Time to rethink the 5-a-day plan
Why you should reconsider the 5-a-day plan for children
Just when you’d managed to get the kids eating their five-a-day fruit and veg, and cutting down on saturated fat, a new book is claiming that’s not quite the right way to go. A trio of experts insist that while vegetables are indeed good for kids, fruit should only be eaten in moderation, but they can eat as much butter and cheese as they like. The book, which features plenty of healthy, low-sugar recipes for children, identifies three ‘golden rules’ for children’s eating.
The rules are simply: no added sugar; no refined carbs; keep it real.
Chef Jonno Proudfoot, who wrote the book Super Food For Superchildren with sport and exercise scientist Professor Tim Noakes and paediatric dietitian Bridget Surtees, says: “If authorities suggest five fruits and five vegetables are the same thing, I think they’ve made the rules too simple.
“Five fruits is certainly better than five cokes, but five vegetable portions will be infinitely better. I think five-a-day could live harmoniously within this realm of eating, provided it was five veggies and occasional fruit.” As for the long-demonised saturated fat, the authors insist early studies suggesting ‘saturated fat is bad’ were “flawed and contradictory”, pointing out that the argument that saturated fat raises blood cholesterol concentrations, which directly cause heart disease, is “at best a gross oversimplification and at worst just plain wrong”, and children need fats for healthy growth and development.
NO REFINED CARBS
Refined carbs are carbohydrates that have been broken down during food processing. A good example of a refined carb is flour, which is created when a grain, usually wheat, is finely ground. This removes the fibrous outer layer, which contains most of its vitamins and minerals, and the remaining glucose spikes blood glucose levels, says the book, while providing little or no nutritional value.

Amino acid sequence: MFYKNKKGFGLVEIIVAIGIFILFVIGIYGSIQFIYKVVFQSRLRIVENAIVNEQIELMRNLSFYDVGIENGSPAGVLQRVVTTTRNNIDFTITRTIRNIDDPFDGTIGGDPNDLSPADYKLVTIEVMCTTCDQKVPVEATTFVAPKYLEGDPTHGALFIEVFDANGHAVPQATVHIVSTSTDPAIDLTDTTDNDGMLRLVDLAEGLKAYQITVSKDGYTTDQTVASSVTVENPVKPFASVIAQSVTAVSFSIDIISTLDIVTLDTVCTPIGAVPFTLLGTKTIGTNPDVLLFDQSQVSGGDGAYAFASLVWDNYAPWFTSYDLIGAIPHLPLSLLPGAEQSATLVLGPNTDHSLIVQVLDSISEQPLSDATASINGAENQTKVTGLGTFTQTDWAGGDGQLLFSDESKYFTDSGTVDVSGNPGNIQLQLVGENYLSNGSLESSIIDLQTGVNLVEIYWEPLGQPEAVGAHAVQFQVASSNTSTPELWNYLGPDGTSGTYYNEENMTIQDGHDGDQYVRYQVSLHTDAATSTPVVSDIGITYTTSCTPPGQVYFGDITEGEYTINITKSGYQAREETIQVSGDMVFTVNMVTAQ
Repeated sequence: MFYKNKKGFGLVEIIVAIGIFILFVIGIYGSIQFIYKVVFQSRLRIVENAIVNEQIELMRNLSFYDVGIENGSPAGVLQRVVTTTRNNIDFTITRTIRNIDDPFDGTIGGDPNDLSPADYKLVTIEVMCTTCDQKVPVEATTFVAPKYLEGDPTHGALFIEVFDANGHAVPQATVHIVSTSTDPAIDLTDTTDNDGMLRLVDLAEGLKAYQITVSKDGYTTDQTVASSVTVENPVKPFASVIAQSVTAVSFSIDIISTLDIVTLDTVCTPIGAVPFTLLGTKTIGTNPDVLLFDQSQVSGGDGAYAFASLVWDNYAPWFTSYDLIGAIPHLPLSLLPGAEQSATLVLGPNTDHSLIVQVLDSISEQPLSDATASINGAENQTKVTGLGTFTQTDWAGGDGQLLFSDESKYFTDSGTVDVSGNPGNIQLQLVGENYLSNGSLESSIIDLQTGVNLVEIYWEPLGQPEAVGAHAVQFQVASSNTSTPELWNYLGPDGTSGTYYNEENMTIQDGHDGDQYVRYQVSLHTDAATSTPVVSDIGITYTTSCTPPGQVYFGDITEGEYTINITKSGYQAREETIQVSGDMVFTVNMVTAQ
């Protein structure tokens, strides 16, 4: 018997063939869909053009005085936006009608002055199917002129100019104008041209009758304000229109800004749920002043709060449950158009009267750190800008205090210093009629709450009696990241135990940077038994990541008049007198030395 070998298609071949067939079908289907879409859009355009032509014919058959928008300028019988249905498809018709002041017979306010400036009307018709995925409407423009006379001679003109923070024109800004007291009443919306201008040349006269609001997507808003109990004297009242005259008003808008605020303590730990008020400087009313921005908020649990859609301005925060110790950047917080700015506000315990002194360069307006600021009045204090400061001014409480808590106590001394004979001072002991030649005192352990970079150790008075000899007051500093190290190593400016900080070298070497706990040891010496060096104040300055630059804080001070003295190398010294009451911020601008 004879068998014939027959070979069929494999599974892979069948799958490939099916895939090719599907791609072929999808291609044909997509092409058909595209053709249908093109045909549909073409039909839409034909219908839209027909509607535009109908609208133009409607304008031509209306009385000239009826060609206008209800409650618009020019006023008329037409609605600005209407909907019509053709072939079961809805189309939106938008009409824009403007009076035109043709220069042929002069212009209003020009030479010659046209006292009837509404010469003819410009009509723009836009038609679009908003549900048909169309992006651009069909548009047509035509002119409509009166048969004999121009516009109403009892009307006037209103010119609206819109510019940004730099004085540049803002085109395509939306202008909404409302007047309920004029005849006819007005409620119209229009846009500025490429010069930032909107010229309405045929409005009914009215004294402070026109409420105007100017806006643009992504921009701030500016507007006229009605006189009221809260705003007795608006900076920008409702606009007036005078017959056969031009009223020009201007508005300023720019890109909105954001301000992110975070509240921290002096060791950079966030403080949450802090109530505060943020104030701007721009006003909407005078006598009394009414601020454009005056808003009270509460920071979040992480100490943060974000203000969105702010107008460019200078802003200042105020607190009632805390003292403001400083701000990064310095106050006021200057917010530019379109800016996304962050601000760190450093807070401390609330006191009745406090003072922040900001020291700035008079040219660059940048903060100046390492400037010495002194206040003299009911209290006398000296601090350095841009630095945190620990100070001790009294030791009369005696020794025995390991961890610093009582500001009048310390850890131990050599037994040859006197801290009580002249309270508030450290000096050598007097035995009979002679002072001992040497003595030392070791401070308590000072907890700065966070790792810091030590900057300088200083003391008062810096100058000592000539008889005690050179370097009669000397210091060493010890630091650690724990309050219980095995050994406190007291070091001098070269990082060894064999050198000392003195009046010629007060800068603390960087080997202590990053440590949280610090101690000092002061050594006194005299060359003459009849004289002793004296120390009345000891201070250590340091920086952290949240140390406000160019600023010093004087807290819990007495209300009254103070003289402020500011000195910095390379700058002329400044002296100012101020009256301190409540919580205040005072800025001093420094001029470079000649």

The authors point out that if a child eats a bowl of sugar-coated rice-based cereal, for example, the refined carbs in the rice will break down to sugar too, so the child effectively eats a bowl of sugar.
NO ADDED SUGAR
It’s been known for decades that high sugar consumption causes dental problems and is a cause of obesity, says the book, which points out that sugar offers no nutritional benefit, but is addictive and too much over the long-term can lead to health problems including diabetes, and complications linked to obesity including heart disease and strokes.
KEEP IT REAL
Real, non-processed whole foods are the basis of healthy eating, says the book, pointing out that processed foods are packed with sugars and refined carbs, plus various additives “that really shouldn’t be passing through your child’s body”.
If this new way of eating seems daunting, Proudfoot says introducing it gradually is a lot better than not doing it at all.
“It would be best to dive right in, but there can only be benefits to removing even the smallest amounts of sugar and refined carbs from one’s diet,” he explains.